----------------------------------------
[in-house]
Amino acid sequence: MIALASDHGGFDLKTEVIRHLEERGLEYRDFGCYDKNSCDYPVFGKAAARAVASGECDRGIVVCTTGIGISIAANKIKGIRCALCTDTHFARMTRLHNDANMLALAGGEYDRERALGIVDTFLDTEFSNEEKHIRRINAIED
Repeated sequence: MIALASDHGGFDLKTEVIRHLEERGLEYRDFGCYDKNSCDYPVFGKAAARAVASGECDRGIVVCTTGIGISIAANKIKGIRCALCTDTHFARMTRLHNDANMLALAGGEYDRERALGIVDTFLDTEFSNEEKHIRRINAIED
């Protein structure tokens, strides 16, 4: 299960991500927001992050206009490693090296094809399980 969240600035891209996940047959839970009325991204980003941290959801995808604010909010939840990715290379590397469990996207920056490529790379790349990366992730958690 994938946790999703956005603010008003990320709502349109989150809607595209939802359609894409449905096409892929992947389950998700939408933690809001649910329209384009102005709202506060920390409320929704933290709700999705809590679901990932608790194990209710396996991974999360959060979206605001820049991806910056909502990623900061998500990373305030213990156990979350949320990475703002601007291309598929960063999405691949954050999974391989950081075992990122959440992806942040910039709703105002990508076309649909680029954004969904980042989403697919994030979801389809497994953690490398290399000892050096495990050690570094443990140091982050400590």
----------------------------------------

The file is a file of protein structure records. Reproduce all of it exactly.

[in-house]
Amino acid sequence: MIALASDHGGFDLKTEVIRHLEERGLEYRDFGCYDKNSCDYPVFGKAAARAVASGECDRGIVVCTTGIGISIAANKIKGIRCALCTDTHFARMTRLHNDANMLALAGGEYDRERALGIVDTFLDTEFSNEEKHIRRINAIED
Repeated sequence: MIALASDHGGFDLKTEVIRHLEERGLEYRDFGCYDKNSCDYPVFGKAAARAVASGECDRGIVVCTTGIGISIAANKIKGIRCALCTDTHFARMTRLHNDANMLALAGGEYDRERALGIVDTFLDTEFSNEEKHIRRINAIED
């Protein structure tokens, strides 16, 4: 299960991500927001992050206009490693090296094809399980 969240600035891209996940047959839970009325991204980003941290959801995808604010909010939840990715290379590397469990996207920056490529790379790349990366992730958690 994938946790999703956005603010008003990320709502349109989150809607595209939802359609894409449905096409892929992947389950998700939408933690809001649910329209384009102005709202506060920390409320929704933290709700999705809590679901990932608790194990209710396996991974999360959060979206605001820049991806910056909502990623900061998500990373305030213990156990979350949320990475703002601007291309598929960063999405691949954050999974391989950081075992990122959440992806942040910039709703105002990508076309649909680029954004969904980042989403697919994030979801389809497994953690490398290399000892050096495990050690570094443990140091982050400590």